Good Luck Behaving in Candy-Colored AMG Missiles

Mercedes-AMG GT C Roadster Review: Dodging Arizona Cops in a Muscly Benz

April 13, 2017 Reviews : Behind the Wheel By Photo by Eric Adams
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Mercedes camped out in Phoenix with its new AMG GT C Roadster for two whole weeks, sending journalists through the desert to Sedona and back in roaring herds of 20 or more candy-colored convertible supercars each day. And the police were definitely aware of our presence.

You can hardly blame the authorities for wanting to shoot some fish in a barrel. It is sort of a laughable exercise, launching the world’s motoring media force through a gauntlet of vigilant cops while testing the boundaries of cars that can bust through triple-digit speeds without breaking a sweat. But auto journos have licenses to protect just like everybody else, and while the police handed out a few citations over the period, we were able to learn a lot about the new Roadster while staying on the near side of the law. It was tempting: occasional squirts of highly combustible adrenaline were certainly injected into the growly twin-turbo AMG V8s on remoter stretches and serpentine roads, but quite a lot of fun can be had feeling the car work its magic at mortal velocities.

2018 Mercedes-AMG GT C Roadster

Engine: 550-hp, 502 lb-ft torque twin-turbo V8
Transmission: Dual-clutch 7-speed automatic
0-60: 3.7 seconds
Top speed: 198 mph
Price: TBA

That the car is as much a pleasure at semi-restrained driving as it is at white-knuckle speeds owes much to its general geometry. Its front engine and acres of hood ahead give the car a chariot-like feel. Couple this with the new convertible roof — a three-layer affair that nicely insulates you from wind noise and vanishes in about 11 seconds — and you have an open-air super-sleigh pulled by 550 horses. Driving the GT C Roadster in Comfort mode feels like a steady trot on a thoroughbred that’s ready for a full gallop at any moment. And GT C delivers when you want to start stitching sharp turns together rather than glide gently between them. Active rear steering, larger brakes up front, a wider track at the rear, and the addition of a torqued-up Race mode in this model best the 476 horsepower base (non-C) Roadster’s specs, and ensure that you can push the sleigh as hard as you dare. Even with the top gone, the car still feels nice and flat in the turns, thanks to suspension tuning to accommodate the lost roof structure. That suspension tuning is necessarily stiff in the Sport and Race modes, and even in Comfort it retains a certain edge to it. So I wouldn’t quite call this a touring car — it’s a proper sports car. After 300 miles, you start to feel it.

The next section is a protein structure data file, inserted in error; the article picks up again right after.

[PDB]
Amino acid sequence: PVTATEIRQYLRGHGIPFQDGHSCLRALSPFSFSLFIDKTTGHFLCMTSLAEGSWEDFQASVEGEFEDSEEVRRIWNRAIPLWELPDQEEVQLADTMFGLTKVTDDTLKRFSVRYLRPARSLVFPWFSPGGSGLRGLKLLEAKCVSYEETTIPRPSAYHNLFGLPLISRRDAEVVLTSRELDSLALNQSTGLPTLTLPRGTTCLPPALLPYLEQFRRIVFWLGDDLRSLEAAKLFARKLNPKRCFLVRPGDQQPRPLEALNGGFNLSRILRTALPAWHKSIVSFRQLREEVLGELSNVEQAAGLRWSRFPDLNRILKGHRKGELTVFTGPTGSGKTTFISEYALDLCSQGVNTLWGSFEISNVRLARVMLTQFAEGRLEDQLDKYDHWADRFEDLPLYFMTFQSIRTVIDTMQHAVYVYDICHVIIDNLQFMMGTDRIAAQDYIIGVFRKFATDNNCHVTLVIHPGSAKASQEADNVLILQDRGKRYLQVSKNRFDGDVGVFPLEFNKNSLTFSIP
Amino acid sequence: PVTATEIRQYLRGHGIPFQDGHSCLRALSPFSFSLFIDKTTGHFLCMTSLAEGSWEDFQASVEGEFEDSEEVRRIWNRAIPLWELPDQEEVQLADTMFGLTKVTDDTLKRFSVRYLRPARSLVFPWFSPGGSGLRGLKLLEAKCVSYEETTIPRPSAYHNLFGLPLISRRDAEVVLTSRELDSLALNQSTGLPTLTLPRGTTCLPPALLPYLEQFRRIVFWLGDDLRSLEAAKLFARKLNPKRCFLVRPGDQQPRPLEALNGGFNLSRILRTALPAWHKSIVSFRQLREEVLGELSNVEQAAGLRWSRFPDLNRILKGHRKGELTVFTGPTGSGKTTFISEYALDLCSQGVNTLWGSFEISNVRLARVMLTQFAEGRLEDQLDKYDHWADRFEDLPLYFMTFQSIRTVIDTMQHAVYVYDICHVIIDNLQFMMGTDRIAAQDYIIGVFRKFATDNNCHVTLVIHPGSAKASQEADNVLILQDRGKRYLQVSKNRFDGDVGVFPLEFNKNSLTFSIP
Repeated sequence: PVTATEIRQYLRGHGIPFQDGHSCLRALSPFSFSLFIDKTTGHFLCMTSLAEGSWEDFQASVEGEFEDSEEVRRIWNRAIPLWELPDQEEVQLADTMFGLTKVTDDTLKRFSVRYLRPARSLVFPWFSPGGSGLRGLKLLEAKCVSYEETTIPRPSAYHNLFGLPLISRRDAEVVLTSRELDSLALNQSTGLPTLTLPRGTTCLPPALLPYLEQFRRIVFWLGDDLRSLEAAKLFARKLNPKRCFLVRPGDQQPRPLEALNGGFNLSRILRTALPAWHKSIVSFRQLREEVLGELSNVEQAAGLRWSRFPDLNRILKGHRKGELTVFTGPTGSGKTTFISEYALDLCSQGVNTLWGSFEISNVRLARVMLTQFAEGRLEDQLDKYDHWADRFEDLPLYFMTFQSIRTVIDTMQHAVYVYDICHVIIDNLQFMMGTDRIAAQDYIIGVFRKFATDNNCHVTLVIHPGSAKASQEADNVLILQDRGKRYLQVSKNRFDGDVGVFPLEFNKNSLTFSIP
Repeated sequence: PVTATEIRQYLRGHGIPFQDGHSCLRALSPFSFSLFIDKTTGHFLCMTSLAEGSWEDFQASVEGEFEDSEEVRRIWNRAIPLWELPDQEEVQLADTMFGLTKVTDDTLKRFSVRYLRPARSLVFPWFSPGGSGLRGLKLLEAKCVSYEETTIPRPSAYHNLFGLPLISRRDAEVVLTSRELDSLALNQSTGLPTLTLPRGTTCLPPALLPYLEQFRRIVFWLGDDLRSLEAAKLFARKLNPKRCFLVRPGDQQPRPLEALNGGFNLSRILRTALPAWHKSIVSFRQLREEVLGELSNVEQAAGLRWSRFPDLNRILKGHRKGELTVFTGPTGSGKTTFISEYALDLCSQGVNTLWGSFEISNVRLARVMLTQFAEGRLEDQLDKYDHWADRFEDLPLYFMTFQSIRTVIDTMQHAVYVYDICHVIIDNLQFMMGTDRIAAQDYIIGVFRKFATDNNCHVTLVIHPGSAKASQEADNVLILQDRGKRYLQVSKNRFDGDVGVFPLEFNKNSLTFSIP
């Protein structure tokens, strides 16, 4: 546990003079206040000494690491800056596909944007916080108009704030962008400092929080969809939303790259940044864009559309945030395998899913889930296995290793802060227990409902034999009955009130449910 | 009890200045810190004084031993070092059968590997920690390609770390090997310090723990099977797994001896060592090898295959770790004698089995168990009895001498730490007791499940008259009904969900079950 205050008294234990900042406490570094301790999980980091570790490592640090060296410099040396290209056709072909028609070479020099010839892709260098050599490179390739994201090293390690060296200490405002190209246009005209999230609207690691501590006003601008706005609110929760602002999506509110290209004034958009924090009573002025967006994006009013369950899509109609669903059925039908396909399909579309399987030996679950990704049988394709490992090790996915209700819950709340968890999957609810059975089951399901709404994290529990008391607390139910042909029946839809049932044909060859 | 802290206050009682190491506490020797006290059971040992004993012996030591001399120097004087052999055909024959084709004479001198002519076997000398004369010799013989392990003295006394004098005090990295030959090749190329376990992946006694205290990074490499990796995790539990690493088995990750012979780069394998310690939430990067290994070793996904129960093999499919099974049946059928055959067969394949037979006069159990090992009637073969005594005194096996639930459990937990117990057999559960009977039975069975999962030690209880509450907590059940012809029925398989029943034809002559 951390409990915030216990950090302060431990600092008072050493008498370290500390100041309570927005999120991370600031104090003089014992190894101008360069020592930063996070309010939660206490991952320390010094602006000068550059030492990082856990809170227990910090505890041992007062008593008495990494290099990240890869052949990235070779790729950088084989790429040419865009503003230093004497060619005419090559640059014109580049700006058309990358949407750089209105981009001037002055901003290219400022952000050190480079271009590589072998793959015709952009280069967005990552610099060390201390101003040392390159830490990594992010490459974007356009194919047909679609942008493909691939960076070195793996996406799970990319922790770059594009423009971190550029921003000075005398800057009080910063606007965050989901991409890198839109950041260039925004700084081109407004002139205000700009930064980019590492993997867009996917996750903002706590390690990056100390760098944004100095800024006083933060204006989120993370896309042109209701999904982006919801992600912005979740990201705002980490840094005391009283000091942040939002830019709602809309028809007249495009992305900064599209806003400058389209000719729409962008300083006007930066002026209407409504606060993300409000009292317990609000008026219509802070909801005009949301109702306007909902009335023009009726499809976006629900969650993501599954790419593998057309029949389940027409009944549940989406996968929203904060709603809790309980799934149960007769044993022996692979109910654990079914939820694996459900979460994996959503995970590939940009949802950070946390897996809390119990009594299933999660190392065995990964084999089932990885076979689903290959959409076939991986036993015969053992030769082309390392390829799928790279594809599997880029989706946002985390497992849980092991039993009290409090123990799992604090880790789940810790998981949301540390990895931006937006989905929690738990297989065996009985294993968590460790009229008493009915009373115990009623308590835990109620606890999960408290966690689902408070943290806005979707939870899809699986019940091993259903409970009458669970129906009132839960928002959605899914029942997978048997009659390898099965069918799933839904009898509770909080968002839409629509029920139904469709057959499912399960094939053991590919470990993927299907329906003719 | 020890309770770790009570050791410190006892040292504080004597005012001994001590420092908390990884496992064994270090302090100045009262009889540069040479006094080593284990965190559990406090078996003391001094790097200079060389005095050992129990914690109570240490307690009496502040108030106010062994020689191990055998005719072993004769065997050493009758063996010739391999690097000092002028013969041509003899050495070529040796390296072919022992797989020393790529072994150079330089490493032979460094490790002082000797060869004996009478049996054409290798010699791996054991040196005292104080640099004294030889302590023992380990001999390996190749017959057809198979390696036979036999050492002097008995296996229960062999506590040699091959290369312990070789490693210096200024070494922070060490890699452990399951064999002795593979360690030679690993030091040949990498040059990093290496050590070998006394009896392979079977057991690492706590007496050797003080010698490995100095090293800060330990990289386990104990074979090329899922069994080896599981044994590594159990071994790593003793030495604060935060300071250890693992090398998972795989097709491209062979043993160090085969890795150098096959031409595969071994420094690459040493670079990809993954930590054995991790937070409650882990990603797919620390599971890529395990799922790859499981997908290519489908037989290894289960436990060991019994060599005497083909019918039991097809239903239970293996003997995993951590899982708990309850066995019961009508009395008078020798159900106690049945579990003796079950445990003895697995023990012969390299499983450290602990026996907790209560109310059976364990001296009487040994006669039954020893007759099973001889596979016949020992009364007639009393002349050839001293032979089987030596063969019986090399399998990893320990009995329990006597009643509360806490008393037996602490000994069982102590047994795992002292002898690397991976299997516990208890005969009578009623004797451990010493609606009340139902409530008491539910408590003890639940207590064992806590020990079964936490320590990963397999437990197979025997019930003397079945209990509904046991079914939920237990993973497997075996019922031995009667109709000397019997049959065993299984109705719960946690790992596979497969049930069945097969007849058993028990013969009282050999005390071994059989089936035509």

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Much of the GT C’s technology has trickled down from the GT R, the race-spec version of the original GT coupe. In addition to performance mods, the new Roadster receives a reinforced body shell; a new hybrid, high-tech plastic “sheet molding compound” bonded with carbon fiber for higher strength and lighter weight; and aerodynamic and styling tweaks. Louvers in the front apron can open and close to improve cooling or reduce drag. There’s also an AMG Track Pace feature, which connects to an iPhone app to let you record and analyze your driving, complete with video.

I wouldn’t quite call this a touring car — it’s a proper sports car. After 300 miles, you start to feel it.

This juxtaposition of performance and luxury made for highly entertaining motoring through Arizona. Though Phoenix and its immediate vicinity are decidedly modern southwestern suburbia, once you head north, break off the freeway, and ascend into the desert-camo hills, surprises await. Prescott, Arizona, with its shops, bustling town square and pine-scented landscape, was new to me. So were the Granite Dells, an otherworldly landscape of large boulders. The town of Jerome — a weird little Brigadoon built entirely into the side of a mountain is a former copper-mining settlement, now a fabled ghost town, with both the alive and occupied coexisting with the dead and abandoned. Bottomed-out vintage pickups from the ’50s rusted in parking spaces in downtown Jerome; an ancient squad car with a single rotating red light on the roof sat abandoned in an alley. It didn’t give chase as we burbled through, roofs down, in our parade of mustard-yellow and matte-gray supercars.

And that’s the point of touring in a sports-car Roadster like this. Finding the world’s surprises, and having some fun between the highlights. Just not too much fun.

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